Thursday 5 April 2018
Jade Faulkner, 24, is the first ever rhythmic gymnast to represent Nigeria at the Commonwealth Games. No stranger to performing at high profile sporting events, Jade was part of Team GB at the 2012 Olympics in London. We caught up with the MSc Athletic Development and Peak Performance student before she headed off to Australia.
How long have you been competing as a gymnast?
I began gymnastics when I was six years old, giving me 18 years in this sport.
What first got you interested in gymnastics?
I started after watching my older sister in her classes.
What do you love about rhythmic gymnastics?
I haven't always ‘loved’ gymnastics. I began when I was so young that the sport just seemed so normal to me - I sometimes question what my motivation was at that age. Now that I'm older I know my body so much better, it's given me the independence to take my training to the next level. I've always loved the way it feels when you nail a routine, or finally get a skill which you've spent hours (or even years) on!
How does it feel to be the first ever rhythmic gymnast to represent Nigeria at the Commonwealth games?
It's super exciting! There aren't the same pressures on me as an athlete who is expected to outperform their predecessors. I really want to take advantage of this situation and put performances on which I feel the audience will enjoy rather than primarily seeking the judges satisfaction. Rhythmic gymnastics is typically very Eastern European dominated, we don't see many African athletes represented at World Cups etc. - hopefully that can change in the future.
Who is your biggest inspiration?
My London 2012 teammates are my biggest inspiration. We all came from such different backgrounds with the same end goal in mind. It really was an honour to get so close to the team and learn about the adversities everyone had overcome to get there.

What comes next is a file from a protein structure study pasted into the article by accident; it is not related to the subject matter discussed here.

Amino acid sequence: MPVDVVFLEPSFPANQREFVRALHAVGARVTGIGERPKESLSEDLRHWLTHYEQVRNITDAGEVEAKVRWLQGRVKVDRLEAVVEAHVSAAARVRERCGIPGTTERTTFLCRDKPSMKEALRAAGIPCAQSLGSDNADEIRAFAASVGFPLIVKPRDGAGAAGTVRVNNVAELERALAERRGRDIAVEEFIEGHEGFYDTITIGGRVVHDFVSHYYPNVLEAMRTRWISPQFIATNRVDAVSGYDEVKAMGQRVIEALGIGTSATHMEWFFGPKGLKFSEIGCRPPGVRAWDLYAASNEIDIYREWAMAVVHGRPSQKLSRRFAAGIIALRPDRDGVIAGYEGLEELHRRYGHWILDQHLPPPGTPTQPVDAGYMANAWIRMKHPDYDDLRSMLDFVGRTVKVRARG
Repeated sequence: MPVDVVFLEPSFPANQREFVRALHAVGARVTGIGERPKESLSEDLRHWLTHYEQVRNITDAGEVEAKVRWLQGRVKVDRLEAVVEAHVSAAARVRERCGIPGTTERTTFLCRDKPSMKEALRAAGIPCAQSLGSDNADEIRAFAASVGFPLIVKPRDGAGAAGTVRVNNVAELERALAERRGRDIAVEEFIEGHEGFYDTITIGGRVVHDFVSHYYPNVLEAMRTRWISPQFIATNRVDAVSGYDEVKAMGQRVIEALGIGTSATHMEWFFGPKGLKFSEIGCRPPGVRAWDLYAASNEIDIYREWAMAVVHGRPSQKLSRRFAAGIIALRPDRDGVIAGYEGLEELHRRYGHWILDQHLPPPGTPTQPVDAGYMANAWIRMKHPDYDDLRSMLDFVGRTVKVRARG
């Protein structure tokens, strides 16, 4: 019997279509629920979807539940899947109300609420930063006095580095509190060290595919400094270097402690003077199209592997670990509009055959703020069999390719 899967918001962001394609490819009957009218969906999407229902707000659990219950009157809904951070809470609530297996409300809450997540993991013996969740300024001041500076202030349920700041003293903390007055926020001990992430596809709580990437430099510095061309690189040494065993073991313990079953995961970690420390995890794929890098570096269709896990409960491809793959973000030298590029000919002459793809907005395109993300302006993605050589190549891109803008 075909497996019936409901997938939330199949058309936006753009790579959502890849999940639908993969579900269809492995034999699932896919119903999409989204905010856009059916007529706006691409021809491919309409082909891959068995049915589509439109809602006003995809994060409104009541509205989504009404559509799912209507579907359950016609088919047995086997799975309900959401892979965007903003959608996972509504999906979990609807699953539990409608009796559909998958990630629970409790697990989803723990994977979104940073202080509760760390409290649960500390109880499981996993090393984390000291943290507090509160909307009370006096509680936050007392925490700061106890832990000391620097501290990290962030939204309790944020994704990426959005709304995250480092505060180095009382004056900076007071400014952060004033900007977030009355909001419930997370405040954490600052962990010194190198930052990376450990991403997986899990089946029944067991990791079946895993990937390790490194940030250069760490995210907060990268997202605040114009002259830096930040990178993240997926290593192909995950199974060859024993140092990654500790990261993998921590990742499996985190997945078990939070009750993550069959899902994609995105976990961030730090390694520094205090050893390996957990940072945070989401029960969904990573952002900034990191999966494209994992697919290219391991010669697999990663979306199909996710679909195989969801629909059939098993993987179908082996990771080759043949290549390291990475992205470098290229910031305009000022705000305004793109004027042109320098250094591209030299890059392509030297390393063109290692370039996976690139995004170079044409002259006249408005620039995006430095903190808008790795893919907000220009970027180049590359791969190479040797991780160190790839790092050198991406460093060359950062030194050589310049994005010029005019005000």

How do you combine your studies with your training?
I've spent my whole childhood juggling education with sport. I always understood that if I didn't maintain my grades then restrictions might be put on my training and that drove me to study harder. While I really enjoyed my year out of education running up to the Olympics I definitely believe that having another motivation outside of sport provides a healthy balance.
What does a typical day look like for you?
Each day is pretty varied for me actually. Tuesdays are definitely my busiest though. I'll get some uni work done in the morning before heading to uni to train for two hours. After this I head to a local school where I coach an after school gymnastics club, and from there I'll head to my second training session of the day - this time three hours. Other days I'll fit in strength and conditioning, regular physio sessions and a deep tissue massage once per week - I also waitress at the weekends!
How has the High Performance Academy been helping you?
The High Performance Academy at Solent has helped with my strength and conditioning and lifestyle management. I'm fortunate enough to be able to use the facilities such as the sports hall which means I can increase my training hours. I've also been battling a few injuries recently so I've been receiving physiotherapy and I have access to a sports scientist.
What are your future plans?
After the Commonwealth Games I'm straight back to uni to catch up on any missed work! I plan on easing training to give my body time to recover from the intensity and we'll see for future competitions?!
In the future I would love to stay in gymnastics and sport in general in some form. It would be nice to train another Olympic Team! I am passionate about promoting psychological well-being among elite athletes. I believe it is an important aspect of training, both pre and post competition, which is largely neglected.
You can follow Jade's journey on her Instagram account
Cover image credit: Freepik